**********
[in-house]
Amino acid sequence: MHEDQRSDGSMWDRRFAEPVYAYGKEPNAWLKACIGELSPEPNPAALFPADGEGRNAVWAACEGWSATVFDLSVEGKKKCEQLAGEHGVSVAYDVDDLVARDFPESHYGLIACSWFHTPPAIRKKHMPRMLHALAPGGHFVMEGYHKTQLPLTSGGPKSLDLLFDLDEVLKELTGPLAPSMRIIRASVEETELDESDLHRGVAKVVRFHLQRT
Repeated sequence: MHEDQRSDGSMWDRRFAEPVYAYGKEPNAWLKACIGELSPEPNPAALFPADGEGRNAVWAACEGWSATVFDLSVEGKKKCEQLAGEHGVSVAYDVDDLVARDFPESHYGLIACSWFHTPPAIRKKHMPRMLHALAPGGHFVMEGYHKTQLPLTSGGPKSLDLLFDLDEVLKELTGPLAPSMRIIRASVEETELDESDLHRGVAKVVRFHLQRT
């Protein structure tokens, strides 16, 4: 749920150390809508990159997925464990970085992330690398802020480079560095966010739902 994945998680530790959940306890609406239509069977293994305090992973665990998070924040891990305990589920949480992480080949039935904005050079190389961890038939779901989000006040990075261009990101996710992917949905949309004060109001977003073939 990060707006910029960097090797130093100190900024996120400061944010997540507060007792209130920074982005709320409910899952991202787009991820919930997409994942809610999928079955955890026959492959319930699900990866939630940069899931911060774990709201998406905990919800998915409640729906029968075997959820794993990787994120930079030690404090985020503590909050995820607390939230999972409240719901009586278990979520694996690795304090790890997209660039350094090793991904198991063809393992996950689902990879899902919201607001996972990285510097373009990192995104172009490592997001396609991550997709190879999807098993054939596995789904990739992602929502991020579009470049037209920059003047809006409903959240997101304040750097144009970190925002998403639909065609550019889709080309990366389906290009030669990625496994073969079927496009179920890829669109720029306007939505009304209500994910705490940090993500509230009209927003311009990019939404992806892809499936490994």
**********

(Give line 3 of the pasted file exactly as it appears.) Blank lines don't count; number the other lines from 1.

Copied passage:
Repeated sequence: MHEDQRSDGSMWDRRFAEPVYAYGKEPNAWLKACIGELSPEPNPAALFPADGEGRNAVWAACEGWSATVFDLSVEGKKKCEQLAGEHGVSVAYDVDDLVARDFPESHYGLIACSWFHTPPAIRKKHMPRMLHALAPGGHFVMEGYHKTQLPLTSGGPKSLDLLFDLDEVLKELTGPLAPSMRIIRASVEETELDESDLHRGVAKVVRFHLQRT